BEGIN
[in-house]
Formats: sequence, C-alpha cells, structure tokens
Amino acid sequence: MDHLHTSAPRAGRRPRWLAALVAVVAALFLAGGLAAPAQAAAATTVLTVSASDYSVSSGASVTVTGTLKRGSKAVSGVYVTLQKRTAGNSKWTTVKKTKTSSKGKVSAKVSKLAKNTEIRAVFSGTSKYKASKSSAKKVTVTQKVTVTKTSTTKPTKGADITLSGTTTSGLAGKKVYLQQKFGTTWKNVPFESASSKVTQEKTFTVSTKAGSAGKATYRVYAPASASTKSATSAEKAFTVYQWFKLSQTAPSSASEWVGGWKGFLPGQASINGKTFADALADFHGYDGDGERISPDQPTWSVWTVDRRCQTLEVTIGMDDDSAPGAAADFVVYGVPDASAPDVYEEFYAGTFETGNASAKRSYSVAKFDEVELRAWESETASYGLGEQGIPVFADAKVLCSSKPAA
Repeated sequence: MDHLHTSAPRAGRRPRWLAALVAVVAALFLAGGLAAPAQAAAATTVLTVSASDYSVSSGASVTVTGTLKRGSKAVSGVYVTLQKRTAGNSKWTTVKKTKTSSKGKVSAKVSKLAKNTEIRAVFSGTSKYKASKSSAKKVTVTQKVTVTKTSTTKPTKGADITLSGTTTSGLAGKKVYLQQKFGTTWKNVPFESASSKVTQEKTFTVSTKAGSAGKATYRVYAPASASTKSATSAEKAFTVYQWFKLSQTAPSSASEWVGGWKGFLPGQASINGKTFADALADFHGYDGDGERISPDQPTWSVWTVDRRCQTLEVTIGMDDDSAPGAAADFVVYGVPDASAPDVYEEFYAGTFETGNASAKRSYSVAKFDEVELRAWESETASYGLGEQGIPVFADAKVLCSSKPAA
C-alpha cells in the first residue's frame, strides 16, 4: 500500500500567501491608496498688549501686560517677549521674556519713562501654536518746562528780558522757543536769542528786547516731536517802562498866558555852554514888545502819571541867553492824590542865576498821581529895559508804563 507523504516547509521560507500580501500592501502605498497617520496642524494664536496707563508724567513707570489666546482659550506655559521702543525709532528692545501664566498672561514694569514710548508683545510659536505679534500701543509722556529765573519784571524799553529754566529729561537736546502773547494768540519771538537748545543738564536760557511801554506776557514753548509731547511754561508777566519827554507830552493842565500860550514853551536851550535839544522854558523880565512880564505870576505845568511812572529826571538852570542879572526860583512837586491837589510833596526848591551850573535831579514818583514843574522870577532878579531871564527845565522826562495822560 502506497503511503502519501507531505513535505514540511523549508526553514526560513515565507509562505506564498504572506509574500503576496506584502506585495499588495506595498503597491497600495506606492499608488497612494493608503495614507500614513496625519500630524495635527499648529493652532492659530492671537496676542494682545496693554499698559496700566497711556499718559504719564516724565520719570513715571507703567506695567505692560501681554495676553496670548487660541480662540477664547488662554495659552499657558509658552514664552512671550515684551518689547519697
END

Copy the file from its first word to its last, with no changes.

[in-house]
Formats: sequence, C-alpha cells, structure tokens
Amino acid sequence: MDHLHTSAPRAGRRPRWLAALVAVVAALFLAGGLAAPAQAAAATTVLTVSASDYSVSSGASVTVTGTLKRGSKAVSGVYVTLQKRTAGNSKWTTVKKTKTSSKGKVSAKVSKLAKNTEIRAVFSGTSKYKASKSSAKKVTVTQKVTVTKTSTTKPTKGADITLSGTTTSGLAGKKVYLQQKFGTTWKNVPFESASSKVTQEKTFTVSTKAGSAGKATYRVYAPASASTKSATSAEKAFTVYQWFKLSQTAPSSASEWVGGWKGFLPGQASINGKTFADALADFHGYDGDGERISPDQPTWSVWTVDRRCQTLEVTIGMDDDSAPGAAADFVVYGVPDASAPDVYEEFYAGTFETGNASAKRSYSVAKFDEVELRAWESETASYGLGEQGIPVFADAKVLCSSKPAA
Repeated sequence: MDHLHTSAPRAGRRPRWLAALVAVVAALFLAGGLAAPAQAAAATTVLTVSASDYSVSSGASVTVTGTLKRGSKAVSGVYVTLQKRTAGNSKWTTVKKTKTSSKGKVSAKVSKLAKNTEIRAVFSGTSKYKASKSSAKKVTVTQKVTVTKTSTTKPTKGADITLSGTTTSGLAGKKVYLQQKFGTTWKNVPFESASSKVTQEKTFTVSTKAGSAGKATYRVYAPASASTKSATSAEKAFTVYQWFKLSQTAPSSASEWVGGWKGFLPGQASINGKTFADALADFHGYDGDGERISPDQPTWSVWTVDRRCQTLEVTIGMDDDSAPGAAADFVVYGVPDASAPDVYEEFYAGTFETGNASAKRSYSVAKFDEVELRAWESETASYGLGEQGIPVFADAKVLCSSKPAA
C-alpha cells in the first residue's frame, strides 16, 4: 500500500500567501491608496498688549501686560517677549521674556519713562501654536518746562528780558522757543536769542528786547516731536517802562498866558555852554514888545502819571541867553492824590542865576498821581529895559508804563 507523504516547509521560507500580501500592501502605498497617520496642524494664536496707563508724567513707570489666546482659550506655559521702543525709532528692545501664566498672561514694569514710548508683545510659536505679534500701543509722556529765573519784571524799553529754566529729561537736546502773547494768540519771538537748545543738564536760557511801554506776557514753548509731547511754561508777566519827554507830552493842565500860550514853551536851550535839544522854558523880565512880564505870576505845568511812572529826571538852570542879572526860583512837586491837589510833596526848591551850573535831579514818583514843574522870577532878579531871564527845565522826562495822560 502506497503511503502519501507531505513535505514540511523549508526553514526560513515565507509562505506564498504572506509574500503576496506584502506585495499588495506595498503597491497600495506606492499608488497612494493608503495614507500614513496625519500630524495635527499648529493652532492659530492671537496676542494682545496693554499698559496700566497711556499718559504719564516724565520719570513715571507703567506695567505692560501681554495676553496670548487660541480662540477664547488662554495659552499657558509658552514664552512671550515684551518689547519697